As seismic retrofit programs on the West Coast begin a new phase of migrating from voluntary programs to mandatory programs, lenders, investors, and landlords are scrambling to understand what these programs demand of them.
The first thing that needs to happen is identifying properties in a specific portfolio to determine which will need retrofitting. Los Angeles offers a link online that list properties which will require mandatory retrofitting. Los Angeles provides a map of properties in specific areas that have been scheduled for retrofitting.
Lenders in California will have to research (a) the extent of their exposure , (b) which properties require retrofitting, and (c) the timeline for completion of the retrofit. Upon identifying any properties that need retrofitting, lenders should inquire with the property owners concerning their process for completing the required construction.
Learning what is expected from the property owner, is an excellent way to determine the amount of financing they will need to complete the project.
Typically, a full site inspection needs to be done by lending personnel to see first-hand what needs to be accomplished. Inspectors will generally make a checklist of items that fall in line with retrofitting requirements and the timeline for completion. Knowing the schedules imposed by the relevant retrofit program is important when factoring when financing will need to be in place, and when construction needs to begin to meet those mandatory deadlines.
Once a property is verified for seismic retrofitting, and the lender has identified what mitigation needs to take place, lender should design a financing package around it, where the cost of mitigation is built into the overall loan package.
The calculation to determine the cost of mitigation would include the total cost of construction, plus the engineering cost, as well as a margin, if possible, which will provide some breathing room during the construction process.
Besides determining the amount required to cover the cost of mitigation, the lender should obtain a draw schedule from the owner, or the contractor, to determine the timing and amount of advances required to pay the cost of the retrofit. Since most seismic projects will be on a tight timeline, it is expected that the engineering firm will require a substantial payment to begin the first phase.
Lender should monitor the retrofit in order to determine whether the draw schedule and construction schedule are synching, as well whether all conditions for advances have been met. It is advisable for a lender, especially one that is not familiar with construction and retrofit requirements, to consult with a developer or contractor that has experience with these projects concerning the draw schedule, construction schedule, inspections, and compliance with funding conditions.
Outside of being mandatory in nature, retrofit related construction and lending should be approached like other construction loans. Some key considerations include:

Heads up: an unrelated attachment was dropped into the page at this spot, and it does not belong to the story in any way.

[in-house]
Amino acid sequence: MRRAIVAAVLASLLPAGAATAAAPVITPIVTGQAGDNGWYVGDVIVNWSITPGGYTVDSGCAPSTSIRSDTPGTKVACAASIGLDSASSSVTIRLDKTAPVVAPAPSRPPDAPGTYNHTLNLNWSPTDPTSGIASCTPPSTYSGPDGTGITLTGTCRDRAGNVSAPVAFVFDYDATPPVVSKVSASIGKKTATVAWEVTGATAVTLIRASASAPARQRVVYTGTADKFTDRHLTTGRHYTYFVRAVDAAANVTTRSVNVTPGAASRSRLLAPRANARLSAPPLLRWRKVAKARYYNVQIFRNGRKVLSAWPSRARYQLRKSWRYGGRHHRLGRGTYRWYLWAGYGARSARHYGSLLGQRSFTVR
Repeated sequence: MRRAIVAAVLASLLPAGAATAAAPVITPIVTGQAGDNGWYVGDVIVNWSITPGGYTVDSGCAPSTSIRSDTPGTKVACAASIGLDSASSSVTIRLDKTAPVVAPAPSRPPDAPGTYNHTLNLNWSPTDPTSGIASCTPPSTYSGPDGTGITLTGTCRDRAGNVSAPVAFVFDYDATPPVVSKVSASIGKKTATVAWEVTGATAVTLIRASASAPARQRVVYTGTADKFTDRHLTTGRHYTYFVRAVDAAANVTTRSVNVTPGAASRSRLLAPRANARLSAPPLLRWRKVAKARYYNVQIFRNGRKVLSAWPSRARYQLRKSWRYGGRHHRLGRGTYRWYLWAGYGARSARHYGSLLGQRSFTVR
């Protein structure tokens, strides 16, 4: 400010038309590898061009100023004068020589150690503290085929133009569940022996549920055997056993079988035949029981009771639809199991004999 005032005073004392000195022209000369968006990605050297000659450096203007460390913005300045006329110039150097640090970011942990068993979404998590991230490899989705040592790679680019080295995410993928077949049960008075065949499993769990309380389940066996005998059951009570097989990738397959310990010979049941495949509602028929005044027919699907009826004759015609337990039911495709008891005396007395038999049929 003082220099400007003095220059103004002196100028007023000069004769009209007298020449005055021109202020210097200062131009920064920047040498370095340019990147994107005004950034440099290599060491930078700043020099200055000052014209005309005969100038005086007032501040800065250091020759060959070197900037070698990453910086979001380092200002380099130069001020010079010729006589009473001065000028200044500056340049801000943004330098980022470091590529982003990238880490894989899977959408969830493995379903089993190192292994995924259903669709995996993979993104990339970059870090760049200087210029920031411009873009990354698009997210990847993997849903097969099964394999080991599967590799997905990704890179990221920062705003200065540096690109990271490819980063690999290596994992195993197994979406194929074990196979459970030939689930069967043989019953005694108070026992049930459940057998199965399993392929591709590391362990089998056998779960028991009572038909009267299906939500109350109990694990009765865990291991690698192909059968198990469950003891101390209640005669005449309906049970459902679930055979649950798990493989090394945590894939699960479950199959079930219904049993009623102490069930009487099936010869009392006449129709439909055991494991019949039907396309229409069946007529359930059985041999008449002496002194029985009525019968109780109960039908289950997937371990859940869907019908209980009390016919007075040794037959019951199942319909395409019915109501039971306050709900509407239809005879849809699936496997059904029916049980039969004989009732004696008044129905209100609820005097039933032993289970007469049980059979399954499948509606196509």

- Require an Assignment of the Construction Contract, Plans, and Permits. The assignment allows the lender, in the event of default and foreclosure, to continue working with the contractor.
- Obtain Title Endorsements. Lender should obtain endorsements protecting the lien position of the recorded deed of trust, as well as increasing the insured amount by the amount advanced.
- The Loan Documents Should Protect Lender. The loan documents should provide the Lender broad discretion in making advances to make advances following a draw request. In addition, the loan documents should require Borrower to comply with construction deadlines established in the loan documents, as well as ensure compliance with applicable state and federal laws concerning construction and the release and/or handling of hazardous materials at the property.
Although retrofit loans are substantially similar to other construction loans, their requirements will vary from state to state, county to county and city to city. Before making a retrofit loan it is essential to identify and understand all state and local laws regarding the financing and completion of these projects. Staying on top of applicable law and regulations, as well as closely monitoring the project and the players involved, will reduce the chances of default and increase the likelihood that the project will be a success.
Dennis Baranowski has extensive experience in helping banks, credit unions, mortgage funds, private lenders, brokers, developers, and loan servicers navigate through complex transactions, including negotiation of terms, transaction review, and drafting of documents. Mr. Baranowski reviews, negotiates and drafts custom loan documents, construction loan agreements, loan workout agreements, leases, loan purchase and sale agreements, subordination agreements, intercreditor agreements, hypothecations, loan servicing agreements, investor agreements. He has authored articles on loan purchase and sale agreements, investment in private loans, and loss mitigation after default.